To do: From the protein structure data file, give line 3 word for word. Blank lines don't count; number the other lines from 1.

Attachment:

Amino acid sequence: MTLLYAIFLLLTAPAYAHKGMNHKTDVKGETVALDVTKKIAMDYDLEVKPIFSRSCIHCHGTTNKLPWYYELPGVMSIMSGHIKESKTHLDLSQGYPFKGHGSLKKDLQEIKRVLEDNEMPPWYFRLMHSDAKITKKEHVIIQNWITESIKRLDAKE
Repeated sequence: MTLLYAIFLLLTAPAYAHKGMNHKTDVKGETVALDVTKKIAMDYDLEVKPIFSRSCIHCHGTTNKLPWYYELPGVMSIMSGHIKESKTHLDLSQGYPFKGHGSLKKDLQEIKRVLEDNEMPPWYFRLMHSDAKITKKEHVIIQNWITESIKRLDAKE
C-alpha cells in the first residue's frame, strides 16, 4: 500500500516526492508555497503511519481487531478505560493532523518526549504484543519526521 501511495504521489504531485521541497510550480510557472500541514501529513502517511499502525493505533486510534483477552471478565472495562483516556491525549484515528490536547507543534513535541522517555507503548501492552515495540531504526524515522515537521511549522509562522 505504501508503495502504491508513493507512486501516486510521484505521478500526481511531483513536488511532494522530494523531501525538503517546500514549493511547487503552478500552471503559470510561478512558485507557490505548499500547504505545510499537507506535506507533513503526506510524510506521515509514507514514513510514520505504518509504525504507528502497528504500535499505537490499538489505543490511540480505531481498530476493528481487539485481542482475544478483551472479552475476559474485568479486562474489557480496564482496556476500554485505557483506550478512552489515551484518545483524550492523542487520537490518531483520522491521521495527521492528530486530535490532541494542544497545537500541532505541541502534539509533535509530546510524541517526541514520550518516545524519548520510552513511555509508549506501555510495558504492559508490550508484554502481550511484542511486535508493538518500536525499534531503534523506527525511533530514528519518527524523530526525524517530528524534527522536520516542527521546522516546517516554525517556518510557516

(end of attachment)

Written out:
C-alpha cells in the first residue's frame, strides 16, 4: 500500500516526492508555497503511519481487531478505560493532523518526549504484543519526521 501511495504521489504531485521541497510550480510557472500541514501529513502517511499502525493505533486510534483477552471478565472495562483516556491525549484515528490536547507543534513535541522517555507503548501492552515495540531504526524515522515537521511549522509562522 505504501508503495502504491508513493507512486501516486510521484505521478500526481511531483513536488511532494522530494523531501525538503517546500514549493511547487503552478500552471503559470510561478512558485507557490505548499500547504505545510499537507506535506507533513503526506510524510506521515509514507514514513510514520505504518509504525504507528502497528504500535499505537490499538489505543490511540480505531481498530476493528481487539485481542482475544478483551472479552475476559474485568479486562474489557480496564482496556476500554485505557483506550478512552489515551484518545483524550492523542487520537490518531483520522491521521495527521492528530486530535490532541494542544497545537500541532505541541502534539509533535509530546510524541517526541514520550518516545524519548520510552513511555509508549506501555510495558504492559508490550508484554502481550511484542511486535508493538518500536525499534531503534523506527525511533530514528519518527524523530526525524517530528524534527522536520516542527521546522516546517516554525517556518510557516